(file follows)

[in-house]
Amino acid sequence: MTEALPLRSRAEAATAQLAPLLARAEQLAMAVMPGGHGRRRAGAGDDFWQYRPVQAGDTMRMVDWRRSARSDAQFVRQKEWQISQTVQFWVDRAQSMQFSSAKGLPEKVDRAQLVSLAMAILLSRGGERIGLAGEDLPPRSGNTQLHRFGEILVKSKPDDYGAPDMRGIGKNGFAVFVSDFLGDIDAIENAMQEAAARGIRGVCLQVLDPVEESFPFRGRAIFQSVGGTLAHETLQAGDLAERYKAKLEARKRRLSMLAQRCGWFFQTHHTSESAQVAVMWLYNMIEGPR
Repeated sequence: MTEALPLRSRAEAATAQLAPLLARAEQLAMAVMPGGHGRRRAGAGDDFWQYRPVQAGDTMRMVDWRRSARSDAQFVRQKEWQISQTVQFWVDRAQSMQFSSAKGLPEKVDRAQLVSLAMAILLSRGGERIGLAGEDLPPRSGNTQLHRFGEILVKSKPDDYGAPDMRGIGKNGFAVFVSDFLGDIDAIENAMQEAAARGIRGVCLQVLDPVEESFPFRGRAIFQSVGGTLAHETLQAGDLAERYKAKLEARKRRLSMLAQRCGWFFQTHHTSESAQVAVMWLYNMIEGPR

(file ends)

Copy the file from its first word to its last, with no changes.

[in-house]
Amino acid sequence: MTEALPLRSRAEAATAQLAPLLARAEQLAMAVMPGGHGRRRAGAGDDFWQYRPVQAGDTMRMVDWRRSARSDAQFVRQKEWQISQTVQFWVDRAQSMQFSSAKGLPEKVDRAQLVSLAMAILLSRGGERIGLAGEDLPPRSGNTQLHRFGEILVKSKPDDYGAPDMRGIGKNGFAVFVSDFLGDIDAIENAMQEAAARGIRGVCLQVLDPVEESFPFRGRAIFQSVGGTLAHETLQAGDLAERYKAKLEARKRRLSMLAQRCGWFFQTHHTSESAQVAVMWLYNMIEGPR
Repeated sequence: MTEALPLRSRAEAATAQLAPLLARAEQLAMAVMPGGHGRRRAGAGDDFWQYRPVQAGDTMRMVDWRRSARSDAQFVRQKEWQISQTVQFWVDRAQSMQFSSAKGLPEKVDRAQLVSLAMAILLSRGGERIGLAGEDLPPRSGNTQLHRFGEILVKSKPDDYGAPDMRGIGKNGFAVFVSDFLGDIDAIENAMQEAAARGIRGVCLQVLDPVEESFPFRGRAIFQSVGGTLAHETLQAGDLAERYKAKLEARKRRLSMLAQRCGWFFQTHHTSESAQVAVMWLYNMIEGPR